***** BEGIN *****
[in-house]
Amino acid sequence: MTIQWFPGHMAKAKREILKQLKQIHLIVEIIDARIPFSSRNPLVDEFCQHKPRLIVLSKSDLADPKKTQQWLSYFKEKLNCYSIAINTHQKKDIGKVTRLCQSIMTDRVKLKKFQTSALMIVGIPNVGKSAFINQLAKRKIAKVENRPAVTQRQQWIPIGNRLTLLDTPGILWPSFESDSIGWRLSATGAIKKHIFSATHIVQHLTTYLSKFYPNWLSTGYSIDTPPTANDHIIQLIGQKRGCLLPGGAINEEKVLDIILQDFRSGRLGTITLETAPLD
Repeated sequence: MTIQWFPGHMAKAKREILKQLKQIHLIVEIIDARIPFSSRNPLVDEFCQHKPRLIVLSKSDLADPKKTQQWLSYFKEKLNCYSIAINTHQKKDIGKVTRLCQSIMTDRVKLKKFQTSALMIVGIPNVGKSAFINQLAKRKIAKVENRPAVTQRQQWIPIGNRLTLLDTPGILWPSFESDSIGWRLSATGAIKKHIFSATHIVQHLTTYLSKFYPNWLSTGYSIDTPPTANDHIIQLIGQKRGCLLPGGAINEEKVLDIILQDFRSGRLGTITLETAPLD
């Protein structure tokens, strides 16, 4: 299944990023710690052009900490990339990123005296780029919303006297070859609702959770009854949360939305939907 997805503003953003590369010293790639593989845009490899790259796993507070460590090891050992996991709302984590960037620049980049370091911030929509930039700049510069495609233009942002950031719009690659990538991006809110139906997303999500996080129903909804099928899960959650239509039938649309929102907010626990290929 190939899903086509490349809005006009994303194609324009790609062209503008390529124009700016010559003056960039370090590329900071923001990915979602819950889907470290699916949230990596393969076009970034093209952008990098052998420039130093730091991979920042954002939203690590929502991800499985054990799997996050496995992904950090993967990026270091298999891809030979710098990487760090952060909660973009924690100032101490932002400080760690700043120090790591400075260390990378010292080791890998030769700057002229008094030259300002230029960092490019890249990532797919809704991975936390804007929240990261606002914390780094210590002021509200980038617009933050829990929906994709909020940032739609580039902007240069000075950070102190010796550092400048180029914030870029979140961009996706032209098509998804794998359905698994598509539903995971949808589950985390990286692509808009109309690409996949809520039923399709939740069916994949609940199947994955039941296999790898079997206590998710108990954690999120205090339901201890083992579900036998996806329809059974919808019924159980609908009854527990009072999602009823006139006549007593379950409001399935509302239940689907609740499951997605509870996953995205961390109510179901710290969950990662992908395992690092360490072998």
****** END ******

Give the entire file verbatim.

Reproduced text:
[in-house]
Amino acid sequence: MTIQWFPGHMAKAKREILKQLKQIHLIVEIIDARIPFSSRNPLVDEFCQHKPRLIVLSKSDLADPKKTQQWLSYFKEKLNCYSIAINTHQKKDIGKVTRLCQSIMTDRVKLKKFQTSALMIVGIPNVGKSAFINQLAKRKIAKVENRPAVTQRQQWIPIGNRLTLLDTPGILWPSFESDSIGWRLSATGAIKKHIFSATHIVQHLTTYLSKFYPNWLSTGYSIDTPPTANDHIIQLIGQKRGCLLPGGAINEEKVLDIILQDFRSGRLGTITLETAPLD
Repeated sequence: MTIQWFPGHMAKAKREILKQLKQIHLIVEIIDARIPFSSRNPLVDEFCQHKPRLIVLSKSDLADPKKTQQWLSYFKEKLNCYSIAINTHQKKDIGKVTRLCQSIMTDRVKLKKFQTSALMIVGIPNVGKSAFINQLAKRKIAKVENRPAVTQRQQWIPIGNRLTLLDTPGILWPSFESDSIGWRLSATGAIKKHIFSATHIVQHLTTYLSKFYPNWLSTGYSIDTPPTANDHIIQLIGQKRGCLLPGGAINEEKVLDIILQDFRSGRLGTITLETAPLD
């Protein structure tokens, strides 16, 4: 299944990023710690052009900490990339990123005296780029919303006297070859609702959770009854949360939305939907 997805503003953003590369010293790639593989845009490899790259796993507070460590090891050992996991709302984590960037620049980049370091911030929509930039700049510069495609233009942002950031719009690659990538991006809110139906997303999500996080129903909804099928899960959650239509039938649309929102907010626990290929 190939899903086509490349809005006009994303194609324009790609062209503008390529124009700016010559003056960039370090590329900071923001990915979602819950889907470290699916949230990596393969076009970034093209952008990098052998420039130093730091991979920042954002939203690590929502991800499985054990799997996050496995992904950090993967990026270091298999891809030979710098990487760090952060909660973009924690100032101490932002400080760690700043120090790591400075260390990378010292080791890998030769700057002229008094030259300002230029960092490019890249990532797919809704991975936390804007929240990261606002914390780094210590002021509200980038617009933050829990929906994709909020940032739609580039902007240069000075950070102190010796550092400048180029914030870029979140961009996706032209098509998804794998359905698994598509539903995971949808589950985390990286692509808009109309690409996949809520039923399709939740069916994949609940199947994955039941296999790898079997206590998710108990954690999120205090339901201890083992579900036998996806329809059974919808019924159980609908009854527990009072999602009823006139006549007593379950409001399935509302239940689907609740499951997605509870996953995205961390109510179901710290969950990662992908395992690092360490072998």